SYLVIA and Frank Bolitho are two of Golden Square Football Netball Club’s biggest fans.
The couple live a stone’s throw from Golden Square’s home ground and are sure Golden Square will overcome Gisborne on Saturday in the BFNL grand final.
“I reckon it’ll be eight or nine goals if they don’t get sucked in,” Frank said.
“(Square) got sucked in last time they played. We kicked seven goals and they didn’t score in the first quarter, but a few of our blokes were having whacks at them in the second and they got four goals and turned the game around.”
Sylvia isn’t so sure the game will be as open as Frank thinks.
“I think it might be close, I’ll say about three or four goals,” she said.
Frank has just returned home from hospital and is eager to get to the ground on Saturday.
“We never miss a game but I had to last week,” he said.
Frank started playing for Golden Square in 1940 when he fronted up for the under-21 side.
At 91, he is the oldest living player at the Bulldogs and still remembers his senior debut.
“At the time, Fortuna was full of army troops and there were a few West Australians who were very good footballers,” he said.
“I was playing in under-21s and the seniors were short of players so they grabbed five of us and drove us to Maryborough to play against them.
“We got beat, I think.
“Maryborough pulled out after that. All the country clubs had to go because of petrol rationing for the war.”
With rationing and the country clubs dwindling during WWII, it was hard to keep funds up.
Frank and his team-mates formed what they called The Mustard Club to raise funds for new clubrooms.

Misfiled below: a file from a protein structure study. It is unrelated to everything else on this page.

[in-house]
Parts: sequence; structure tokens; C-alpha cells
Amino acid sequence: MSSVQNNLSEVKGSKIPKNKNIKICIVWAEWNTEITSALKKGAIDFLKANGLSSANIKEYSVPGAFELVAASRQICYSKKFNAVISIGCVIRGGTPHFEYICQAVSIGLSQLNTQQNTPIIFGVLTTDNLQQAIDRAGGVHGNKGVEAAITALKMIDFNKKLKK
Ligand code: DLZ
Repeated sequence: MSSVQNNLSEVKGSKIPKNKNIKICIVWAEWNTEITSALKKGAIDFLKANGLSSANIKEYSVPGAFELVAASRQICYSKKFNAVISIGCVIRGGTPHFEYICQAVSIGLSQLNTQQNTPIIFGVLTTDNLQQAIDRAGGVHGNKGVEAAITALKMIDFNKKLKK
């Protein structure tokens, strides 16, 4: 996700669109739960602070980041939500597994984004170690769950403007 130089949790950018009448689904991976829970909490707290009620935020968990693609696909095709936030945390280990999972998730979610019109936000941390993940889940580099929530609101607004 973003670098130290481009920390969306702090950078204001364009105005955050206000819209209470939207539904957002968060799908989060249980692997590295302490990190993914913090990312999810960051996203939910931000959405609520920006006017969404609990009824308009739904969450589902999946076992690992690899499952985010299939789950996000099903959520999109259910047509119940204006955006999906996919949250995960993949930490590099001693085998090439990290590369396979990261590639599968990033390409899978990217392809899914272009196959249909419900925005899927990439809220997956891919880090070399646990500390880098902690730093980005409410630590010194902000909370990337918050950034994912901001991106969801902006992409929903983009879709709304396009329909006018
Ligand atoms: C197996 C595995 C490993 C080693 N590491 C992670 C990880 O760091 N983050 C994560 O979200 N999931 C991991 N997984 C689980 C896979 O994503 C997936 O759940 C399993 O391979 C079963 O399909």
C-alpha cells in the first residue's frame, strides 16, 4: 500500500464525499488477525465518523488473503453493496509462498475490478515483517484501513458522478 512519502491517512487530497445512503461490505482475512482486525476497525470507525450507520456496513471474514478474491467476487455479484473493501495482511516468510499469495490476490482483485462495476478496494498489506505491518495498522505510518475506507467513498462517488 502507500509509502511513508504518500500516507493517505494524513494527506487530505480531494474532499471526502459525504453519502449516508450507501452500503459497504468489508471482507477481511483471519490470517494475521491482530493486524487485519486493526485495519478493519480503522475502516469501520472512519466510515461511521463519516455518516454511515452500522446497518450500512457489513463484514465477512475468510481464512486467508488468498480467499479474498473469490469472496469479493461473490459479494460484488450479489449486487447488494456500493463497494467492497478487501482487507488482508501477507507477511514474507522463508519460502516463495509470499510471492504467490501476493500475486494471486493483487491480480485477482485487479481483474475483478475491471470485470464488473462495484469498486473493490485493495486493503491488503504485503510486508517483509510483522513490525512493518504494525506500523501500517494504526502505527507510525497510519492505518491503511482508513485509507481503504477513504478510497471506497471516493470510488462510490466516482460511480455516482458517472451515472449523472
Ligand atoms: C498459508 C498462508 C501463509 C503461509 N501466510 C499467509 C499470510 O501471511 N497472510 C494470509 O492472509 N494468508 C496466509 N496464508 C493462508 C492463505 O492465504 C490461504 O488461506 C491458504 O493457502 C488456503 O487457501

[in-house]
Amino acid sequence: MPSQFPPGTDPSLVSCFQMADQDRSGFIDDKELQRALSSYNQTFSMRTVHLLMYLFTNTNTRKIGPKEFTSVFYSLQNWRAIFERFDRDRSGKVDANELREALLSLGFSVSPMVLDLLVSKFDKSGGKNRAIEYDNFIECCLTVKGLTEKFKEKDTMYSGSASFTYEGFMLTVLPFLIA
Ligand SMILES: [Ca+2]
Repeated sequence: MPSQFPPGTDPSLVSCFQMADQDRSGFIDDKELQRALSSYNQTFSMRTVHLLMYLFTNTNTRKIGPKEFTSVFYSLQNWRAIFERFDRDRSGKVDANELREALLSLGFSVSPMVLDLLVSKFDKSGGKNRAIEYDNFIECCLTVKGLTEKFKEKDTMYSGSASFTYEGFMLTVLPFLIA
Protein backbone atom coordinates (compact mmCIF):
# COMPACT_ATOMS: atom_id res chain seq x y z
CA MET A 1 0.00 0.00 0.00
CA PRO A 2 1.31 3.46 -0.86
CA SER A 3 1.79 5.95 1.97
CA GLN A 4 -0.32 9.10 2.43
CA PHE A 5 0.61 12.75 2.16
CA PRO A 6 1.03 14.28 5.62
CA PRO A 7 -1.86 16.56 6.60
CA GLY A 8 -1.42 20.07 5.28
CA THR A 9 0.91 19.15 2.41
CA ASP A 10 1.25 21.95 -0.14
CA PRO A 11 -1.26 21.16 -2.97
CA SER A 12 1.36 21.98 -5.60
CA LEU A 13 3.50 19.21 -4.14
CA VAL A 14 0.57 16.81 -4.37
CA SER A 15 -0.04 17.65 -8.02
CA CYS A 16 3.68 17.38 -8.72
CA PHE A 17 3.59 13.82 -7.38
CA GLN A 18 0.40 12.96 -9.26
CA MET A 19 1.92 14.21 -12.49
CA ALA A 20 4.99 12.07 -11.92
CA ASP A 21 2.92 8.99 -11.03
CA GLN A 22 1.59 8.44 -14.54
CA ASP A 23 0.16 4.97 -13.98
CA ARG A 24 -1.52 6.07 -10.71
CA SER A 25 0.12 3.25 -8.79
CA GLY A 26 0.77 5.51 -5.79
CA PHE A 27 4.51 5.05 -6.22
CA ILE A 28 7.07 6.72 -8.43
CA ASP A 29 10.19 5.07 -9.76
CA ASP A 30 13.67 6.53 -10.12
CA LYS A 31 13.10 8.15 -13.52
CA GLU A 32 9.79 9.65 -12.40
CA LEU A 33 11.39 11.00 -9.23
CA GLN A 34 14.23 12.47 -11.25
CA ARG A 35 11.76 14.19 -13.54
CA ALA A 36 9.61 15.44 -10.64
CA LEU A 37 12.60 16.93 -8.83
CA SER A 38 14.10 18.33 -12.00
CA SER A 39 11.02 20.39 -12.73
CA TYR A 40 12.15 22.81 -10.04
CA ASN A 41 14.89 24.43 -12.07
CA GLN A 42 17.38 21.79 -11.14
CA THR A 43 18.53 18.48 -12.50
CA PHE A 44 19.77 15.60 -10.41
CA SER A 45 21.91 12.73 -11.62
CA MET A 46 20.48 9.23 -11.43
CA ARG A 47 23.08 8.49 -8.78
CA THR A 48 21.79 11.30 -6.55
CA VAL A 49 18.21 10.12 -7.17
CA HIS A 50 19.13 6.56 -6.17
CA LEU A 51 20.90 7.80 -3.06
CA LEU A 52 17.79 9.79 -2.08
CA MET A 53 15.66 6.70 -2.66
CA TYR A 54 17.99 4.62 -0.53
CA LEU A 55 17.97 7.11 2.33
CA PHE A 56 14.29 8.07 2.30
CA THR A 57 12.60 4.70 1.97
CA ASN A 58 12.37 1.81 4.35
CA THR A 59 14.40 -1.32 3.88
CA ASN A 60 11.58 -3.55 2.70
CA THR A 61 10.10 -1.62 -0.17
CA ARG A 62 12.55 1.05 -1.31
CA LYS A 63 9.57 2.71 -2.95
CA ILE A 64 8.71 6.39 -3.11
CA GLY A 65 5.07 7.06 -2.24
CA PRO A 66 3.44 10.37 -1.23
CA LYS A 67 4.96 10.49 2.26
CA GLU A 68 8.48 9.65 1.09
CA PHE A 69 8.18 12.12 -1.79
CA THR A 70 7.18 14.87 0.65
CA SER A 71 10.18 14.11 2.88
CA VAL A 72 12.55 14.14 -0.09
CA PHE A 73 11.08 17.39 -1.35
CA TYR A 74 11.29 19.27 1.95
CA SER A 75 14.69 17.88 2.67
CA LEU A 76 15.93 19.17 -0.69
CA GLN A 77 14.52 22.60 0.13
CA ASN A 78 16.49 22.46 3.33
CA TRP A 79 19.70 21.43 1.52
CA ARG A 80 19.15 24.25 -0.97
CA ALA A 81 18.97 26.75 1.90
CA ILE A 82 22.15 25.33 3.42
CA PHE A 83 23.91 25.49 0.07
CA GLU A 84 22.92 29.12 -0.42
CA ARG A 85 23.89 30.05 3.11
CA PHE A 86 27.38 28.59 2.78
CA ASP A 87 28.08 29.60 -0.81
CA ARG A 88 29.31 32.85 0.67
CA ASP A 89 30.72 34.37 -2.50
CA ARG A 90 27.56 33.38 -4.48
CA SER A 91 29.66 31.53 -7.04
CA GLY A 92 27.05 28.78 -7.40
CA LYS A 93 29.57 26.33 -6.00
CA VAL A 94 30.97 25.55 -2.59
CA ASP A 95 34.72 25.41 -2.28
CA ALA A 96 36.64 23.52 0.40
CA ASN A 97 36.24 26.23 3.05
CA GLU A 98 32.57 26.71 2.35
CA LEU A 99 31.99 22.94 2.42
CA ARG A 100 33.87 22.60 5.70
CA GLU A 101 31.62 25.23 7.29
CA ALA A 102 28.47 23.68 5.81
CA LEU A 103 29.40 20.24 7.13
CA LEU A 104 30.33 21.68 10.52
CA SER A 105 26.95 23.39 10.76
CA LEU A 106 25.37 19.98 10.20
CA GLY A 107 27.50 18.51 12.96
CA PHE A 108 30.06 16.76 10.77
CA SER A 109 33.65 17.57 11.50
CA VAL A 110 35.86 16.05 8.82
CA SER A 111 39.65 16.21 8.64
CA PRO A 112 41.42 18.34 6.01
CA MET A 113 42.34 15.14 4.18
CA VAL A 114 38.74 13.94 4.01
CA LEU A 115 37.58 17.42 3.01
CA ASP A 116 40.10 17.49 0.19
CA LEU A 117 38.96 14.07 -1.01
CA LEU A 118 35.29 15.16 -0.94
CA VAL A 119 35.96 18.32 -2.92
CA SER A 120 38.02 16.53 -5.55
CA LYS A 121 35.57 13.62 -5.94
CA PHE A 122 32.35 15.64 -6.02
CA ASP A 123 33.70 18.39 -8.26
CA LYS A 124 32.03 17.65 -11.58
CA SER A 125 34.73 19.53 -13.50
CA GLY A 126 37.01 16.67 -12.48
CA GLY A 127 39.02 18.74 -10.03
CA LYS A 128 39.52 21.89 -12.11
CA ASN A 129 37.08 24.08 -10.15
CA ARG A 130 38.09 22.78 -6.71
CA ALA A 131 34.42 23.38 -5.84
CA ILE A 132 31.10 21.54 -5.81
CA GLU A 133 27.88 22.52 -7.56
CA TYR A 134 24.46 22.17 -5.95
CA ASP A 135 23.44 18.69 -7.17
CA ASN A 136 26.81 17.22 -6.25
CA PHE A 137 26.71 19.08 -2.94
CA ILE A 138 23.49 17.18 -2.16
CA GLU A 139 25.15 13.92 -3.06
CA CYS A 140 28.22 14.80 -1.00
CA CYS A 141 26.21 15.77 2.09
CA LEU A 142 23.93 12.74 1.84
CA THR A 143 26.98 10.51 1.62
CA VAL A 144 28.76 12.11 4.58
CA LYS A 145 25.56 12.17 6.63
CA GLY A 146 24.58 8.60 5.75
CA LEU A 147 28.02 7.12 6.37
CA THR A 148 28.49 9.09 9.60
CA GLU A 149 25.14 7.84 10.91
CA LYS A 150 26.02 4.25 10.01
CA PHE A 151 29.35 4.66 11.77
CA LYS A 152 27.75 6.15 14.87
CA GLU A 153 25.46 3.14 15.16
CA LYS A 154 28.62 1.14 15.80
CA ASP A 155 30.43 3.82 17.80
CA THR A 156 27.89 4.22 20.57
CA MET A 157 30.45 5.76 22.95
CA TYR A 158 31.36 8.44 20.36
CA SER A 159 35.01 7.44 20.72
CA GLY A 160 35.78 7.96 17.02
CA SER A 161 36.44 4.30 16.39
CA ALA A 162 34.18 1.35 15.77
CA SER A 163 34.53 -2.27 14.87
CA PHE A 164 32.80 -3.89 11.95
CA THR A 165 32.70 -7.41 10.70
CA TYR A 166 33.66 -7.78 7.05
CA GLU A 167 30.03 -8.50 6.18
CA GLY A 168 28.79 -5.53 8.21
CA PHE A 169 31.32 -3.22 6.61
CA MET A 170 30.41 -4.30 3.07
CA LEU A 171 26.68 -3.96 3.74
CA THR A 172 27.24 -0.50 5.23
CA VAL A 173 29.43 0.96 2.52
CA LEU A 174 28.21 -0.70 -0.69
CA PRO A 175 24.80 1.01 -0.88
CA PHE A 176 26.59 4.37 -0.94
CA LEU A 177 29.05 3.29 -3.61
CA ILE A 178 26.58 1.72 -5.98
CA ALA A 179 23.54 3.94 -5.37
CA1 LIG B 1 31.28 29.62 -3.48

“The main thing just after the war was the money. You couldn’t run a club on a chook raffle. It was impossible,” he said.
“We used to have rabbit drives, which were very successful.
“We’d get a couple of bus-loads to Newbridge and scour the paddocks, net them and come back with a few hundred rabbits and make good money in those times.”
In 1958, Frank was made a life member of “The Square”, as he and Sylvia still call it. He played in two premierships, the last in 1945.
“We got beat in another by a few points,” Frank said.
“But it was all about keeping the club going. We kept raising money and started to get the ball rolling with getting the clubrooms.
“We dug the foundations and used to have regular working bees. It took 12 years, or something like that.”
A strong sense of loyalty and living all his life in Golden Square kept Frank at the football club, with wife Sylvia coming to Bendigo in 1950.
“I was from Ballarat but we met in Traralgon,” Sylvia, 81, said.
“I came here at the end of 1950 and have followed the Square ever since.”
After 62 years supporting Golden Square, Sylvia showed even more loyalty when the Bulldogs won the premiership last year.
To celebrate the win, she go a tattoo of the club’s logo.
“It was my 80th birthday and I thought I’d do something silly for it,” she said.
“It didn’t hurt but that was probably because of my old skin.
“I’m thinking of getting my other arm done for the Swans this year. They’ll beat Collingwood, I’m sure.”
Sylvia and Frank have seen some talented players come through the Golden Square ranks including Wayne Campbell, Greg Williams, Peter McConville and Ricky Nixon.
But the best players Frank has seen at the club include Jimmy Wilson, Donnie Matthews and Allan Martin.
“Jimmy Wilson played at Melbourne and Lou Richards used to call him Tom Thumb,” Frank said.
“And Donnie Matthews, he wasn’t frightened to go and get the ball.
“He’d get into a pack and come out with it.
“There’s to much tiggy touchwood these days, you had to earn your kicks in those days.”
Allan Martin played in the 1954 Footscray premiership and came to Golden Square as a coach.